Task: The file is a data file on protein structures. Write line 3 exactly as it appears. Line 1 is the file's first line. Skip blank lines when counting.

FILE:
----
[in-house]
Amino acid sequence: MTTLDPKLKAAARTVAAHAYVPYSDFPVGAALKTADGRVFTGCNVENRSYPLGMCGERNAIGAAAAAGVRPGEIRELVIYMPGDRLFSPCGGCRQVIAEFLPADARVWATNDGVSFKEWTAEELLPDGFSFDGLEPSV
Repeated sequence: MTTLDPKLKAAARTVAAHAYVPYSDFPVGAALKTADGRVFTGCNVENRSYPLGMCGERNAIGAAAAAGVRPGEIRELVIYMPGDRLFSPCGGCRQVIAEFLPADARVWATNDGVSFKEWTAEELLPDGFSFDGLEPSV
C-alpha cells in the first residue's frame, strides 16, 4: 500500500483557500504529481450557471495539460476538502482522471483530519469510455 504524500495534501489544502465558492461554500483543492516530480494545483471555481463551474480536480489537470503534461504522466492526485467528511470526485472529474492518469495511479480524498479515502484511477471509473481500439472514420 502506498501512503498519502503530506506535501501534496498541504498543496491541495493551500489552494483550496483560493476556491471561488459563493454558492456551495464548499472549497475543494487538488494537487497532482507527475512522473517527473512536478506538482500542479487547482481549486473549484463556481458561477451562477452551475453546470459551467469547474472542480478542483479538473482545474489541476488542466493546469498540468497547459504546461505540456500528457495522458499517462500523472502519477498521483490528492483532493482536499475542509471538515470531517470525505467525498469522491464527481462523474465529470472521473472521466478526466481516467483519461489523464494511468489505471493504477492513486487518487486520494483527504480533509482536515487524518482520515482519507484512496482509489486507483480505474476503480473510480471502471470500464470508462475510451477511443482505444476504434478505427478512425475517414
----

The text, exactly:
Repeated sequence: MTTLDPKLKAAARTVAAHAYVPYSDFPVGAALKTADGRVFTGCNVENRSYPLGMCGERNAIGAAAAAGVRPGEIRELVIYMPGDRLFSPCGGCRQVIAEFLPADARVWATNDGVSFKEWTAEELLPDGFSFDGLEPSV